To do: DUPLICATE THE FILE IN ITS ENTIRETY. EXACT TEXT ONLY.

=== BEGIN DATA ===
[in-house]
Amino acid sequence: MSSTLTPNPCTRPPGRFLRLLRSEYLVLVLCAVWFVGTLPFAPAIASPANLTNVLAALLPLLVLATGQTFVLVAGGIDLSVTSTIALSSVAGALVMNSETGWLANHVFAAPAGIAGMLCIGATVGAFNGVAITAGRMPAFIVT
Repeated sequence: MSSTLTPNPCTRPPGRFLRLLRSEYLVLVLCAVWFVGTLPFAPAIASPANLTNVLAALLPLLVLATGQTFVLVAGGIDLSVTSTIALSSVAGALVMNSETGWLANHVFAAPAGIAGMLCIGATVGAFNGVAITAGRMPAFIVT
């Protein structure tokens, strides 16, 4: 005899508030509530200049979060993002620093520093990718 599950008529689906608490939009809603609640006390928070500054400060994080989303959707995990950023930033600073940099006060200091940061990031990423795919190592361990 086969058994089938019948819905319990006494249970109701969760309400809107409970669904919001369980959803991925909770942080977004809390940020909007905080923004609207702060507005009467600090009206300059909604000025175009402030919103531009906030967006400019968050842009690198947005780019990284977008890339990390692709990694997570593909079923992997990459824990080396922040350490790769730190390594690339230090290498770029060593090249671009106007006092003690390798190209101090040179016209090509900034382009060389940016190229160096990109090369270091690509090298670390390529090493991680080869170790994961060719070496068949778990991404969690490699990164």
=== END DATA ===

[in-house]
Amino acid sequence: MSSTLTPNPCTRPPGRFLRLLRSEYLVLVLCAVWFVGTLPFAPAIASPANLTNVLAALLPLLVLATGQTFVLVAGGIDLSVTSTIALSSVAGALVMNSETGWLANHVFAAPAGIAGMLCIGATVGAFNGVAITAGRMPAFIVT
Repeated sequence: MSSTLTPNPCTRPPGRFLRLLRSEYLVLVLCAVWFVGTLPFAPAIASPANLTNVLAALLPLLVLATGQTFVLVAGGIDLSVTSTIALSSVAGALVMNSETGWLANHVFAAPAGIAGMLCIGATVGAFNGVAITAGRMPAFIVT
């Protein structure tokens, strides 16, 4: 005899508030509530200049979060993002620093520093990718 599950008529689906608490939009809603609640006390928070500054400060994080989303959707995990950023930033600073940099006060200091940061990031990423795919190592361990 086969058994089938019948819905319990006494249970109701969760309400809107409970669904919001369980959803991925909770942080977004809390940020909007905080923004609207702060507005009467600090009206300059909604000025175009402030919103531009906030967006400019968050842009690198947005780019990284977008890339990390692709990694997570593909079923992997990459824990080396922040350490790769730190390594690339230090290498770029060593090249671009106007006092003690390798190209101090040179016209090509900034382009060389940016190229160096990109090369270091690509090298670390390529090493991680080869170790994961060719070496068949778990991404969690490699990164």